Where the intervention worked well and intervention coverage of households was high, such as in Washaqabar, the increase in milk consumption seen (1050 mL/day compared to 650mL/day in the control site) translates into an additional 264kcal, 12.8g of protein, and considerably higher intakes of essential fatty acids, vitamins, and minerals per child each day. For a young child of two years of age, this increase in nutrient intake would meet circa 26 percent of energy and 98 percent of protein requirements. Whilst we don’t see a dramatic improvement in weight gain among intervention children, we do see an overall pattern of stabilized WAZ among these children compared with a general decline in children in control sites over the intervention period. Together, these impacts indicate that interventions such as those tested here hold potential to maintain weights of young children in times of drought and to prevent a deterioration to acute malnutrition. It is well documented in the scientific literature that preventing acute malnutrition is crucially important for a child’s survival and overall mental and physical development22. Moreover, the results of this study also suggest that it could be more cost-effective, with the cost of the livestock interventions tested here ranging from 34 to 81 USD per child to prevent weight loss versus the cost of 145 to 200 USD per child to treat severe acute malnutrition in a CMAM programme.23,24
In addition to the impacts seen on milk consumption and nutritional status in young children, the interventions had several positive livelihood outcomes for participating households, including:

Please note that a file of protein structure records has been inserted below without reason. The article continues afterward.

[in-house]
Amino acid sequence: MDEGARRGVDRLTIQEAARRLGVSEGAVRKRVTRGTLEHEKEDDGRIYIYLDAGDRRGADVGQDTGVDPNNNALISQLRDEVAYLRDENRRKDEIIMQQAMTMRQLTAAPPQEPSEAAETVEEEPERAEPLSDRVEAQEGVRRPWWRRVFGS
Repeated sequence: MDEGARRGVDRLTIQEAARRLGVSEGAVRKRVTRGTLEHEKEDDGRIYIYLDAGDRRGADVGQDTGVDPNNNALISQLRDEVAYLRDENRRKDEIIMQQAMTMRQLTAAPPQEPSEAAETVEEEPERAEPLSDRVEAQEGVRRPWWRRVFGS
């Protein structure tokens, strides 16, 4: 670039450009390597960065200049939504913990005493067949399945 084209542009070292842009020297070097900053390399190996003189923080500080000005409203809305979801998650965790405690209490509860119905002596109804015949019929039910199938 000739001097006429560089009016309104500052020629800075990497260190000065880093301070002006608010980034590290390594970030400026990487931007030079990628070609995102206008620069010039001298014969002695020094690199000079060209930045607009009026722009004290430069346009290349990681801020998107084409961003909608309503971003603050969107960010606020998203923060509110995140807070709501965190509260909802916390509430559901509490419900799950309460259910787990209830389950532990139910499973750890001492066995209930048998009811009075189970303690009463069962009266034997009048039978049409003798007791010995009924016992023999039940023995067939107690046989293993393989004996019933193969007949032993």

- More free time for women as a result of reduced workload – research on maternal and child health suggests that increasing maternal well-being frequently translates to improved infant and young child feeding practices (such as perceived ability to exclusively breastfeed) with important outcomes for child nutrition25,26,27.
- Protection of critical assets during drought conditions – many households reported a high survival rate of dams and suckling calves and perceived improved rates of reproduction in some of their animals as compared to previous dry seasons and periods of drought.
- Improvement in milk off-take for local Somali indigenous breeds – this result indicates the potential to enhance production in local breeds, which are well adapted to harsh environmental conditions and disease risks in the pastoralist areas targeted here.
Conclusions and recommendations
A mother and child
This study has demonstrated that through targeted livestock support to milking animals that stay close to women and children during dry season and/or drought (overall a relatively small proportion of the whole herd), milk production and consumption among children is improved, and their nutritional status benefits. There is some consensus in the programming literature at present that the humanitarian community tends to spend much more time before humanitarian disasters preparing to treat acute malnutrition rather than trying to prevent it28. The interventions presented here provide us with the opportunity to change this focus and reconnect food security interventions and nutrition outcomes in these areas with the potential of creating substantial aid cost savings by preventing the need for large selective feed programmes such as CMAM. Recommendations therefore include:
- Applying a nutrition lens to the drought management cycle by, for example, supporting preservation of milk surplus during the rainy season, community level feed production/ storage, feed interventions for reproductive/ milking stock, and designing cash/ food-for-work activities that do not negatively impact on women’s time and ability to maintain their own or their children’s nutrition status.